Tampo printing, also known as pad printing or tampography, is a printing process where a silicone pad picks up ink from an etched plate (cliché) and transfers it onto an object. This pricing process utilizes a tampo printing machine (pad printing machine) and several pad printing supplies. These printing supplies include:

Additional consumables include solvent, ink hardener (for two-component inks), and mixing supplies.

For industries that print on oddly shaped 3D objects, tampo printing is the preferred method over inkjet and screen printing. Additionally, pad printing is excellent for printing on textured surfaces. The silicone pad does an excellent job pushing ink through the textured surfaces. Flexibility is one of the biggest advantages of the silicone pad. This feature enables the pad to transfer the printing ink effectively. Lastly, the pad comes into contact with the surface, enabling it to deposit the ink in the right place, including deep grooves.

The invention of silicone in the early 1970s gave rise to the silicone tampon for printing. Unlike other rubber materials, silicone has a low surface energy, which allows for excellent ink pick-up and transfer. Furthermore, silicone is more durable, resistant to solvents, and flexible than other rubber materials.

Tampo print process.

During printing, an ink cup moves over an etched plate and floods the etch with ink. The ink cup also cleans up any excess ink, leaving the right amount of ink on the etch. The silicone pad presses on the image, then picks up the ink. Right after picking up, the solvent in the ink flushes out. This causes the ink to become sticky when it comes into contact with the air. The pad then presses directly onto the object. The sticky side of the ink adheres to the object. The ink film remains on the object as the pad moves upwards. This is the image transfer process from plate to piece during tampo printing.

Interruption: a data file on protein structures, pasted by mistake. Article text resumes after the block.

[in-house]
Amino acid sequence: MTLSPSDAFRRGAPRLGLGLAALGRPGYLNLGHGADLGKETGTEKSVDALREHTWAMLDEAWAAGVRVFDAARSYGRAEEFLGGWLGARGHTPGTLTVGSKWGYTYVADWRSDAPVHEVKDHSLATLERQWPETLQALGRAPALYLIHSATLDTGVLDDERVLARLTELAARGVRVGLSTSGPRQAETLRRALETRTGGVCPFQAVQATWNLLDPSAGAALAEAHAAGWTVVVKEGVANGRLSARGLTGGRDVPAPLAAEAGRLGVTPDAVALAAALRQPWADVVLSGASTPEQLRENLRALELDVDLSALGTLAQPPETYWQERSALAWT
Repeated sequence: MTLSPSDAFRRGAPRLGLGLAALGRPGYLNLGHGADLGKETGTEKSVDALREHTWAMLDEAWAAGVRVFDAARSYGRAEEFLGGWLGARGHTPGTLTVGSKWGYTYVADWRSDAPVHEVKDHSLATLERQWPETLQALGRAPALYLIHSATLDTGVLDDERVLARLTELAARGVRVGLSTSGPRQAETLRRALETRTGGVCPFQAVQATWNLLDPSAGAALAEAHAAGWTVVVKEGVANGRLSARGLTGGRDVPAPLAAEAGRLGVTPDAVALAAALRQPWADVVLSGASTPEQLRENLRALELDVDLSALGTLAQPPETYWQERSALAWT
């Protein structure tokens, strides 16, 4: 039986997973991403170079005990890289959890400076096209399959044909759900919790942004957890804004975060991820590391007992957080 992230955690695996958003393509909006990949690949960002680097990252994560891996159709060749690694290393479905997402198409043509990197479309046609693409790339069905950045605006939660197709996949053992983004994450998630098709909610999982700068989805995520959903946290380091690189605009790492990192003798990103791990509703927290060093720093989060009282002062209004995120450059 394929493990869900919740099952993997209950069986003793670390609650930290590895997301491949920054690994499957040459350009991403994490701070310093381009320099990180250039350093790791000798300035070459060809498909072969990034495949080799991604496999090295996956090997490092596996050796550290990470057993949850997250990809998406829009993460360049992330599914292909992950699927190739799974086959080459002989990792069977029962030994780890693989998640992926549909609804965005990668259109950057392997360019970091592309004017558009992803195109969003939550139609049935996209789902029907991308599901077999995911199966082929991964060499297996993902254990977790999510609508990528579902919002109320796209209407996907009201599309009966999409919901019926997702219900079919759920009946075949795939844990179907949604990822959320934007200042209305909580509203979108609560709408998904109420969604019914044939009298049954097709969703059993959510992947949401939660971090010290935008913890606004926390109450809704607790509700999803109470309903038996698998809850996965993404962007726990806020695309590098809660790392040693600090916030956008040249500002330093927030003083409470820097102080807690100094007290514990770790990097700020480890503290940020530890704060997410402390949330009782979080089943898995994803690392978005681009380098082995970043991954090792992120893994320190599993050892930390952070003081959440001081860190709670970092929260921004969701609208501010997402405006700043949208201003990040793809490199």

This printing process uses a variety of inks. These include silicone inks, solvent-based pad printing inks, and UV pad printing inks.

The analogy of this printing process

When thinking about pad printing, picture a rubber stamp. It is the same process of transferring ink from the pad to a paper surface using a rubber stamp. In tampo printing, we etch the design on a printing plate. The ink cup deposits ink on this etch, and then the silicone pad serves as the transfer pad for the image. Have more questions: Here are pad printing faqs

Printing applications

Tampo printing has a wide range of applications. Some of the printing applications include toys, promotional products, medical devices, pens, glass printing, automotive parts, and so on. The next time you observe a cosmetic packaging container without a paper label, understand that this printing process is responsible for the marking.

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